Friday, March 02, 2012
One night in prison
One night in prison
“They are not my guns” were the last words I heard myself say as the prison door slammed shut behind me. That slow realisation that this room with no windows and that smell coming from the ‘stainless’ yet somehow ‘stained’ steel toilet pan in the corner is ever present. What is that smell? I realised it was the mixture of bleach and shit -to be honest- the shit smell would have been fine but with a hint of bleach it somehow elevated the scent into a higher sense in my nose. My brain kept trying to make sense of what the conjoined smells were and that made it worse - bleach and shit were the two smells that remind me of that horrible night.
I stood in that small room that was painted a dirty mushroom colour; it had one shelf bed with a blue foam plastic mattress. The mattress when pressed emanated a new smell to the collage of stinks already in the room. I grabbed the grey crusty blanket and lay down. Then immediately sat up- how the fuck did I imagine I could lie down in this room and sleep like I was in some unusual hotel...I was in a police cell and I didn’t know when I was getting out.
I looked about and wondered how many people had slept there and if they had all managed a full piss into the mattress. I imagined men standing up and just pissing onto the bed with no care who may have to come after them. My fingers touched the rough blanket and I felt as though microscopic bugs were jumping onto my hand. I flinched and stared at the ceiling.
The looming sense of aloneness and my mild to middling claustrophobia made a sudden panic flutter in my chest as if a small, half dead bird was trapped inside my ribcage. I could feel my heart bang in my ears and my blood rushing through my veins, my gums tightened and my tongue tingled with the fear rising inside me. I almost screamed, but held back the panic as I knew my husband was in a cell near me and I didn’t want him worried about me.
“Excuse me, can I get a toothbrush in here” I shouted as I banged on the door. Eventually someone who genuinely looked like Les Dawson dressed as a woman came in through the door. I was surprised she wasn’t a police woman, why wasn’t she a police person?
“A toothbrush? Where the fuck do you think you are? The Hilton?” she shouted, turned and slammed the door shut, I guessed she must have been some sort of police worker or someone who looks after female remand prisoners and I started giggling nervously as I recalled she really did look like a wee fat aproned woman from a 70s sitcom. Am sure she had a moustache and then I pondered what if she was a policeman who likes to dress as a wee fat woman at nights and I had disturbed him/her? Then I thought...maybe I should be worrying about this situation instead of finding something to giggle about. I was in a police cell for possessing guns and that was fact I had to face.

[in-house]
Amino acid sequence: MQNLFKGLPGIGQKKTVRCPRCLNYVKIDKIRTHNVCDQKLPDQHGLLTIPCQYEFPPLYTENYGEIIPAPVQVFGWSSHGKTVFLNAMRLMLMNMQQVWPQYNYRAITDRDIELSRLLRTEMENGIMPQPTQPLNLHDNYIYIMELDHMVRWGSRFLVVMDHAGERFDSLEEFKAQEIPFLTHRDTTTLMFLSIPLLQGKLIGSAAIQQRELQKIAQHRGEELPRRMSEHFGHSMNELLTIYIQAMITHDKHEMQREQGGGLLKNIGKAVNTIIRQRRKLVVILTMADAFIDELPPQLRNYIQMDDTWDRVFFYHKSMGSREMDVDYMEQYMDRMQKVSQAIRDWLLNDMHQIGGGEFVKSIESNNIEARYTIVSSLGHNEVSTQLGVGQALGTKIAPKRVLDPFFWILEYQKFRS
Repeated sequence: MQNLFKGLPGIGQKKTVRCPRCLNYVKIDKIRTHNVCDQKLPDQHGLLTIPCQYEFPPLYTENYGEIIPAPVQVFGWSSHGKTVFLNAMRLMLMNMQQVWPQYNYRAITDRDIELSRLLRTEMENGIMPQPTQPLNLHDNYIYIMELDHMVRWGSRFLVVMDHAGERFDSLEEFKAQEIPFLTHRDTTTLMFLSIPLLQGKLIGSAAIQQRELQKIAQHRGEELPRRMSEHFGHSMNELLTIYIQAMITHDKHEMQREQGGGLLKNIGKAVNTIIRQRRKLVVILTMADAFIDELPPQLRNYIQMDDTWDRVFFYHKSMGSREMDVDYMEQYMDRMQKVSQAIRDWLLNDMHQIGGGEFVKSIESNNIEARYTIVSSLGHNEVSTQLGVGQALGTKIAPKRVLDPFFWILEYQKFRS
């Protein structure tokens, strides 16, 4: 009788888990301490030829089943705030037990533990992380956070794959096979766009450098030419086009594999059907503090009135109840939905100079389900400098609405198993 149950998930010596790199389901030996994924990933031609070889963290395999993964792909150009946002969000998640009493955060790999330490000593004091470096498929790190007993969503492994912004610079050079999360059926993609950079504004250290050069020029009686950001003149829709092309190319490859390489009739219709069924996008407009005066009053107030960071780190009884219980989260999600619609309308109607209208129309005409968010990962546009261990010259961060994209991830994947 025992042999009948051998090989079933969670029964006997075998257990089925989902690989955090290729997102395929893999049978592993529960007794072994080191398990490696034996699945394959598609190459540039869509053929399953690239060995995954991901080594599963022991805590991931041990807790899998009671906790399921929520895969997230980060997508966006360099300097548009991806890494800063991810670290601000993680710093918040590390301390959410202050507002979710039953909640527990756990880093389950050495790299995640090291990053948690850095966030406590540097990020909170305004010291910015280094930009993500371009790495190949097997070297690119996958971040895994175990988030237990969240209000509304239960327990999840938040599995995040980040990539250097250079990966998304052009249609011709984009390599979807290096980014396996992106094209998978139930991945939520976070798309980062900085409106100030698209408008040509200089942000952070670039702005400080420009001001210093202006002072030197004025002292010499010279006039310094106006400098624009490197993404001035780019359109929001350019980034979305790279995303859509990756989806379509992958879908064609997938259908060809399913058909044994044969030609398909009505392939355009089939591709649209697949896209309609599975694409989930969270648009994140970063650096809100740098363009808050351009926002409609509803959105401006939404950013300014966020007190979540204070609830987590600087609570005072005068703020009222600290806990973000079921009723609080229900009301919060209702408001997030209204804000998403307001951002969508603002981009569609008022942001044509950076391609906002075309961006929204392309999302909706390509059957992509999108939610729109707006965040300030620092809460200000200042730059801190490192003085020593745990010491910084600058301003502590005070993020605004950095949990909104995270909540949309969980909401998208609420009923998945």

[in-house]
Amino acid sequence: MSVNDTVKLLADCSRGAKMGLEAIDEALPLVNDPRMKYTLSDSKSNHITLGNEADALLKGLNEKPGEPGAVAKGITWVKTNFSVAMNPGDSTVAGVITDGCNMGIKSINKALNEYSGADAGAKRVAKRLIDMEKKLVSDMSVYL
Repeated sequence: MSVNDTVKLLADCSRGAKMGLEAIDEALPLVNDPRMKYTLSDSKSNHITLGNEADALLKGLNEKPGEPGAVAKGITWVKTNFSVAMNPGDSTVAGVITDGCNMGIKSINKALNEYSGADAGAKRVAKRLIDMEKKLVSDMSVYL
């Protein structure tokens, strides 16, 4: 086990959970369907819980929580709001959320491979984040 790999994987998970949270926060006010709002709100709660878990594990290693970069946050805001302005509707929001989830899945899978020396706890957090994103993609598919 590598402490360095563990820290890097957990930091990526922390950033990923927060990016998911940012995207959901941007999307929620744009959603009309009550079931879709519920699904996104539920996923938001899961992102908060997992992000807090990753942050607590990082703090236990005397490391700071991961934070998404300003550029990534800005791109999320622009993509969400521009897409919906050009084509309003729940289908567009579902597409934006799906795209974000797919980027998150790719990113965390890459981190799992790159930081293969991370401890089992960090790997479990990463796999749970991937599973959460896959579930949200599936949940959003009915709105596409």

Yet weirdly all I could think about was “I really want to brush my teeth”.
I knew that my daughter Ashley was ok; I knew she was with family and I knew my husband was in a nearby cell as he was arrested with me. How could he not know his dead father had secreted weapons in his house the house we were living in whilst my own flat was being renovated. How could he not know this? I was so angry, and had to face it; of course he knew but didn’t bother to worry about it.
Circumstances and a woman scorned had lead me to that police cell, if my father in law hadn’t fucked some crazy bitch who after a long turbulent relationship with the family hadn’t showed the police a map of the back garden where she believed the guns to be.....I would be ok. But we weren’t ok. They found the guns.
In that cell for that whole night I still recall the feeling of horrible injustice. Those policemen knew those guns weren’t mine- yet they still locked me up overnight.
I lay awake on the smelly mattress with the scabby blanket and vowed to never take my liberty for granted ever again- after a sleepless night I was taken to the courts in Glasgow and released without charge. It was over.
It’s been years since all that happened and I have spoke about it in my comedy show and made funny jokes and stories surrounding the whole situation, yet it still haunts me.
The upshot of that experience back in 1994 is- I joined Amnesty International in an effort to help anyone who was dragged into a situation through others and innocently ended up in a cell.
I know I was guilty by association to the family, and my innocence wasn’t clear cut but many people are held against their will and don’t have proper representation or help so please join @amnestyuk on twitter and get involved with their projects.